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I subscribe to the Knowable Word blog and enjoy the articles by Peter Krol.  On October 25, 2019, his blog published a guest post by Angie Stanley about a “journible.”  The link is to “Why I Love Journibles”  (October 25, 2019) .  Before reading the post, I had never heard of a “journible.”  While a “journible” is available for purchase for different books of the Bible, you can take a notebook or journal with blank pages and write the Scripture on one page and your notes, observations, etc. on the opposing page.  Right now, I am studying 1 John.  Even though I have spent a lot of time in my studies, after reading the article, I decided to “journible” 1 John.  So far, I have discovered benefits from using a “journible.”

Angie Stanley’s post lists five concrete benefits from using a “journible.”  First, using a “journible” “slows me down.”  It makes sense that writing out the Scripture takes more time than reading the text.  More time is necessary when a Bible student proofreads the written text comparing it to the text in their Bible.   I am using a 9.75”x7.5” composition notebook (100 sheets) with wide line spacing.  The Bible is the ESV translation with super giant print.  By using a Bible with super giant print, I believe I reduce my copying errors.

Second, by using a “journible”, “observations come to mind.”  She is correct when she writes [italics in the original]:

… the exercise of physically writing out a passage word for word presents a prime opportunity to observe details within the text.

Even though I have studied 1 John in detail, “journibling” reveals some interesting aspects.  For example, while not earth-shattering, in the first four verses John uses the word “which” six times.  In Greek, six uses of hos or hostis the ESV translates as “which” or “that which.”

Third, using a “journible” helps the “themes jump out.”  By writing out the text, it becomes easier to see repetitions of words and phrases and other clues to the author’s intent.  I have been “journibling” one paragraph a page or even using two pages for one paragraph.  I believe this technique helps me better appreciate the themes.  For example, the theme of confession, forgiveness, and cleansing reveals itself in 1 John 1:5-10.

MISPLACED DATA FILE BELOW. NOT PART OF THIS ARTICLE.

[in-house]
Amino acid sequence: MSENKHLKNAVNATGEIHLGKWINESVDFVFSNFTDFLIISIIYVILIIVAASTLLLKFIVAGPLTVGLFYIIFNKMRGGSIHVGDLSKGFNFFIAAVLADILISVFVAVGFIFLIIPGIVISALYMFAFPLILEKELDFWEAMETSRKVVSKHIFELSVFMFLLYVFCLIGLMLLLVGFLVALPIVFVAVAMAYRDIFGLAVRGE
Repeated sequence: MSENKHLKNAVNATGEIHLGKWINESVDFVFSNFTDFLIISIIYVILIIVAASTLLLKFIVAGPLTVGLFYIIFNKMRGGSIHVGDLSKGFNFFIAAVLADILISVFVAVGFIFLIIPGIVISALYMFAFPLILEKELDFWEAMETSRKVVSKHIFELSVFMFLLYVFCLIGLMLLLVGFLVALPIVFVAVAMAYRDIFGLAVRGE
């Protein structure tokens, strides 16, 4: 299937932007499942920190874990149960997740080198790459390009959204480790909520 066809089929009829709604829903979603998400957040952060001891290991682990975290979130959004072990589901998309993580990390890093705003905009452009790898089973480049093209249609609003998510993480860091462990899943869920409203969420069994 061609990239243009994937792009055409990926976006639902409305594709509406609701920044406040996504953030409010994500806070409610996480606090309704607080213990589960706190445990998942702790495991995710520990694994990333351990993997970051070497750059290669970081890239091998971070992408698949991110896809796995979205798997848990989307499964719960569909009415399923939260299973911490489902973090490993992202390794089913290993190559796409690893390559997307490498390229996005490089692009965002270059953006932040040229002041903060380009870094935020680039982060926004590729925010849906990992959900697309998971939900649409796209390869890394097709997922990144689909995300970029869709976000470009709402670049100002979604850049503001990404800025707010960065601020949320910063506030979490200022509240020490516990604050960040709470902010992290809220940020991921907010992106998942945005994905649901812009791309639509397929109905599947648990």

Fourth, using a “journible” helps “answers present themselves.”  My experience, even though it is limited, is consistent with what Mrs. Stanley writes:

Because writing out a passage allows my brain time to process what it is reading, this approach lends itself to being attentive to answers to questions that may surface, even as I write.

In addition to answering questions, using a “journible” helps me formulate questions of the text.  It is conducive to asking the 5 W’s and H questions.

Finally, the “journible” becomes a reference.  While I am still “journibiling,” what she says is true.  My notebook will be a permanent record of my study of 1 John, and what I took away at this time in my life.

Angie Stanley’s post is a great post, and a recommend you read it at

Thanks for your interest in the blog.


I am mindful of and respect the rights other authors and/or publishers possess in their works.  I thus try my best to not violate any copyright rights other authors and/or publishers possess in their works.  The below copyright permission statement is the result of my best efforts to understand that limited usage or “fair use” is available and/or to secure direct permission for specific works.  Scripture quotations are from the ESV® Bible (The Holy Bible, English Standard Version) copyright 2001 by Crossway, a publishing ministry of Good News Publishers.  Used by permission.  The short quotations from the post are considered to be fair use.